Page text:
Bunions are a condition that affects 23% of people 18–65, and 36% of those older than 65 but what are they, how do you get them and what can be done once you have them? Board-certified doctor of podiatric medicine, Matthew Martincevic, explains all this and more.
What is a Bunion?
“Bunions are a progressive forefoot deformity at the base of your big toe. Over time your big toe starts to drift toward your second toe causing a prominent bump on the inside part of your big toe joint which may often become painful or irritated,” explains Dr. Martincevic. “If left untreated, the big toe may even start to push the 2ndtoe out of the way. This causes joint instability and may lead to painful calluses and metatarsalgia along the ball of the foot as body weight is unequally distributed. Nerve irritation can lead to pain, burning, numbness or tingling. As the deformity worsens, it may be difficult to wear certain shoes”
Bunions are passed down through your genetics with 84% of patients having a family history of bunions. They occur more often with increased age and in women more than men. The shape and structure of your foot may predispose you to developing a bunion and tight-fitting, pointed shoes can make them worse.
If left untreated, bunions can change the way you stand or walk, which can cause pain in your other toes or feet. Because of this, it’s best to treat bunions early as it may be the underlying cause of foot pain.
“Unfortunately, you can’t prevent bunions forever, but you can slow the progression by wearing wider shoes, arch support or cushioned bunion pads,” explains Dr. Martincevic. “With conservative treatment, you may be able to improve symptoms and function. Avoid standing for long periods or wearing high heels and other shoes with narrow toe boxes.”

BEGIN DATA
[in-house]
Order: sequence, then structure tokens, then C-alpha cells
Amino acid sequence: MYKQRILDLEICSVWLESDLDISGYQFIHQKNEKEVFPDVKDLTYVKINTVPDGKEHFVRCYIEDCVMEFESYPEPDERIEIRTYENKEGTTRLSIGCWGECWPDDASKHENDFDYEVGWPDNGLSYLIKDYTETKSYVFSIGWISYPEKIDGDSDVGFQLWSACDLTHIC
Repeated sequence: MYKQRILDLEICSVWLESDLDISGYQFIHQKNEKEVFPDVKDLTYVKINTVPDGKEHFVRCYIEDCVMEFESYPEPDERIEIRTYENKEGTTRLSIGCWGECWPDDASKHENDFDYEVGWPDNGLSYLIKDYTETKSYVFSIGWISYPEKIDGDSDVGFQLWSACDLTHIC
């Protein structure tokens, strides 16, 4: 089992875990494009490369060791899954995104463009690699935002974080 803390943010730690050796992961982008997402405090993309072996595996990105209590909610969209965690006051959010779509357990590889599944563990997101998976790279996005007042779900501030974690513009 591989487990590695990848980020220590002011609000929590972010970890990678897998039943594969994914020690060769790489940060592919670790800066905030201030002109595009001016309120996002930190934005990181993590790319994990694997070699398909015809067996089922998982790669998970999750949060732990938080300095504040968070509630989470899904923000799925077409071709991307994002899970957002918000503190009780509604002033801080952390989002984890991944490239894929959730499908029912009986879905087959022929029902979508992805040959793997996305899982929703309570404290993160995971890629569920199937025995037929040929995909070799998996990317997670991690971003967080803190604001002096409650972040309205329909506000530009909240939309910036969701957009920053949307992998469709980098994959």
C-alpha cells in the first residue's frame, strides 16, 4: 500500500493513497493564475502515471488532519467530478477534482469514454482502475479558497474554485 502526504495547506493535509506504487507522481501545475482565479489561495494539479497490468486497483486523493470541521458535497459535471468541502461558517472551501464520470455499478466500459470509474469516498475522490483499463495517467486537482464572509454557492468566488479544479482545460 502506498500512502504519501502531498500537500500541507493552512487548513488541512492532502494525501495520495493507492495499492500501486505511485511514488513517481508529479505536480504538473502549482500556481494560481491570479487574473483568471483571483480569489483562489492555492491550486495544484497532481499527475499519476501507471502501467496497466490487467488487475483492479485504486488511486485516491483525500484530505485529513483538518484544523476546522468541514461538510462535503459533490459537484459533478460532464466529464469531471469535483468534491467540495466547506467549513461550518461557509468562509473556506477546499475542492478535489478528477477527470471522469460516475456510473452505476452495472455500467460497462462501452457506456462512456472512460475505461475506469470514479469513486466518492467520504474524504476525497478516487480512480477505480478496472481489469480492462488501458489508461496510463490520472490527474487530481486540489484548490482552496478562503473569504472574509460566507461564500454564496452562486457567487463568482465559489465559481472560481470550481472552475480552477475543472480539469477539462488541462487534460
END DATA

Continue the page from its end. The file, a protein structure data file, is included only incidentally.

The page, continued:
By choosing your footwear carefully you should be able to cut down on the likelihood of developing bunions. Shoes that conform to the shape of your foot and don’t press against any part of it are ideal. When choosing a shoe, avoid pointy toes and be sure there’s space between your big toe and the front of the shoe.
Treatment for Bunions
“Surgery is the only definitive way to correct a painful bunion deformity,” says Dr. Martincevic. “There are various surgical techniques for bunion correction based on the severity of the deformity.”
The procedure to correct a bunion is called a bunionectomy. It’s performed as a routine outpatient procedure in the controlled environment of an operating room and usually takes less than one hour. The procedure involves cutting and realigning the metatarsal bone along with tendon rebalancing so that the toe lays straight. For most bunion surgeries, patients will be able to weight bear in a post-operative shoe immediately after surgery. Severe bunion surgery may require you to be non-weight bearing on the foot that had the surgery for six to eight weeks.
“We generally only recommend surgery for patients that are in a great deal of pain or have a severe deformity because of the bunion.”
Consult a Specialist
If you’re having issues related to bunions or other painful foot problems, the world-class experts like Dr. Martincevic at AdventHealth Kissimmee are here as part of our whole-health care network. To find a podiatrist, please visit our site or call Call407-657-9188 to schedule an appointment today.